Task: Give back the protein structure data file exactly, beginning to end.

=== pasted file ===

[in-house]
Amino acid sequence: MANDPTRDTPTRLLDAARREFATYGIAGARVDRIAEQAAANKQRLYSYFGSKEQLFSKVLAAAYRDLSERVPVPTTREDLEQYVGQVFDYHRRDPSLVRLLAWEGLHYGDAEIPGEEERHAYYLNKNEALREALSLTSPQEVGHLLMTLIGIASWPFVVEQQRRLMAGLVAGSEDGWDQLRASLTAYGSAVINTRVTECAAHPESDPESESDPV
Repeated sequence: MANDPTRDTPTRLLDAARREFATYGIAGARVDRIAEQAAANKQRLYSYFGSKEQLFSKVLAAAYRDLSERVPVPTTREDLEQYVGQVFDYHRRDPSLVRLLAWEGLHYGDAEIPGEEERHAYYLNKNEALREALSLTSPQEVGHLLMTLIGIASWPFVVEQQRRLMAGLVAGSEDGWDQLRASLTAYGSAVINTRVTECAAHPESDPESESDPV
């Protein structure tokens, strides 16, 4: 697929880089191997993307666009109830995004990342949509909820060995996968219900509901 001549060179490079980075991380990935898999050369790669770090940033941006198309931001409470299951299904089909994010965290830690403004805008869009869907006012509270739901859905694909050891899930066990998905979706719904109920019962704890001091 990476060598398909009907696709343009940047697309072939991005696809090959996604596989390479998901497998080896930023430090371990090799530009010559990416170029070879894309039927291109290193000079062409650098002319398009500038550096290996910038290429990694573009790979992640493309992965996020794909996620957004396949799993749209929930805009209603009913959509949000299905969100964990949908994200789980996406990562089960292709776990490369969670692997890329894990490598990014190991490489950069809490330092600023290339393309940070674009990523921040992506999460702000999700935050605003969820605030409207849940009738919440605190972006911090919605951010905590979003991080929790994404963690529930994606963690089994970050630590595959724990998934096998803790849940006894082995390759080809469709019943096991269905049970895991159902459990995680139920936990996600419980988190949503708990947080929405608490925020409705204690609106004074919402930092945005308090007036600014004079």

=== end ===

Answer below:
[in-house]
Amino acid sequence: MANDPTRDTPTRLLDAARREFATYGIAGARVDRIAEQAAANKQRLYSYFGSKEQLFSKVLAAAYRDLSERVPVPTTREDLEQYVGQVFDYHRRDPSLVRLLAWEGLHYGDAEIPGEEERHAYYLNKNEALREALSLTSPQEVGHLLMTLIGIASWPFVVEQQRRLMAGLVAGSEDGWDQLRASLTAYGSAVINTRVTECAAHPESDPESESDPV
Repeated sequence: MANDPTRDTPTRLLDAARREFATYGIAGARVDRIAEQAAANKQRLYSYFGSKEQLFSKVLAAAYRDLSERVPVPTTREDLEQYVGQVFDYHRRDPSLVRLLAWEGLHYGDAEIPGEEERHAYYLNKNEALREALSLTSPQEVGHLLMTLIGIASWPFVVEQQRRLMAGLVAGSEDGWDQLRASLTAYGSAVINTRVTECAAHPESDPESESDPV
């Protein structure tokens, strides 16, 4: 697929880089191997993307666009109830995004990342949509909820060995996968219900509901 001549060179490079980075991380990935898999050369790669770090940033941006198309931001409470299951299904089909994010965290830690403004805008869009869907006012509270739901859905694909050891899930066990998905979706719904109920019962704890001091 990476060598398909009907696709343009940047697309072939991005696809090959996604596989390479998901497998080896930023430090371990090799530009010559990416170029070879894309039927291109290193000079062409650098002319398009500038550096290996910038290429990694573009790979992640493309992965996020794909996620957004396949799993749209929930805009209603009913959509949000299905969100964990949908994200789980996406990562089960292709776990490369969670692997890329894990490598990014190991490489950069809490330092600023290339393309940070674009990523921040992506999460702000999700935050605003969820605030409207849940009738919440605190972006911090919605951010905590979003991080929790994404963690529930994606963690089994970050630590595959724990998934096998803790849940006894082995390759080809469709019943096991269905049970895991159902459990995680139920936990996600419980988190949503708990947080929405608490925020409705204690609106004074919402930092945005308090007036600014004079």